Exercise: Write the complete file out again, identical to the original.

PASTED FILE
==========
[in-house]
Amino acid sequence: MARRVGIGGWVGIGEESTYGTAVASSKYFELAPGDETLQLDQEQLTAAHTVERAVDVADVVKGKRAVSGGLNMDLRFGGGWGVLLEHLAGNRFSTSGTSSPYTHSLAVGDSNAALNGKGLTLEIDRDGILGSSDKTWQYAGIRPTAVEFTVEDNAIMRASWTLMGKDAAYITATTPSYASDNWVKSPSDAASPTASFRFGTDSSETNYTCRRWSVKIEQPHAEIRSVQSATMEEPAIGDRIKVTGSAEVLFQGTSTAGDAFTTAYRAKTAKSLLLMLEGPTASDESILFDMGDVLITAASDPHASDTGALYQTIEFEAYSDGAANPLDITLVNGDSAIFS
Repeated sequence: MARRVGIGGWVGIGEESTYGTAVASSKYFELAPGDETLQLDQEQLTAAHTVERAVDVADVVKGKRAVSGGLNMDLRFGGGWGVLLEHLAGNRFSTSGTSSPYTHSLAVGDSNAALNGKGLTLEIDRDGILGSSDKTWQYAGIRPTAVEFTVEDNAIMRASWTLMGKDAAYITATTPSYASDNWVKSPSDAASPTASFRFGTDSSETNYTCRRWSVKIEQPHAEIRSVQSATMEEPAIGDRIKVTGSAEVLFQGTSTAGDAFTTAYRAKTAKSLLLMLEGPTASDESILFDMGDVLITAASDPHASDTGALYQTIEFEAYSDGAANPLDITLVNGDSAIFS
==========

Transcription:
[in-house]
Amino acid sequence: MARRVGIGGWVGIGEESTYGTAVASSKYFELAPGDETLQLDQEQLTAAHTVERAVDVADVVKGKRAVSGGLNMDLRFGGGWGVLLEHLAGNRFSTSGTSSPYTHSLAVGDSNAALNGKGLTLEIDRDGILGSSDKTWQYAGIRPTAVEFTVEDNAIMRASWTLMGKDAAYITATTPSYASDNWVKSPSDAASPTASFRFGTDSSETNYTCRRWSVKIEQPHAEIRSVQSATMEEPAIGDRIKVTGSAEVLFQGTSTAGDAFTTAYRAKTAKSLLLMLEGPTASDESILFDMGDVLITAASDPHASDTGALYQTIEFEAYSDGAANPLDITLVNGDSAIFS
Repeated sequence: MARRVGIGGWVGIGEESTYGTAVASSKYFELAPGDETLQLDQEQLTAAHTVERAVDVADVVKGKRAVSGGLNMDLRFGGGWGVLLEHLAGNRFSTSGTSSPYTHSLAVGDSNAALNGKGLTLEIDRDGILGSSDKTWQYAGIRPTAVEFTVEDNAIMRASWTLMGKDAAYITATTPSYASDNWVKSPSDAASPTASFRFGTDSSETNYTCRRWSVKIEQPHAEIRSVQSATMEEPAIGDRIKVTGSAEVLFQGTSTAGDAFTTAYRAKTAKSLLLMLEGPTASDESILFDMGDVLITAASDPHASDTGALYQTIEFEAYSDGAANPLDITLVNGDSAIFS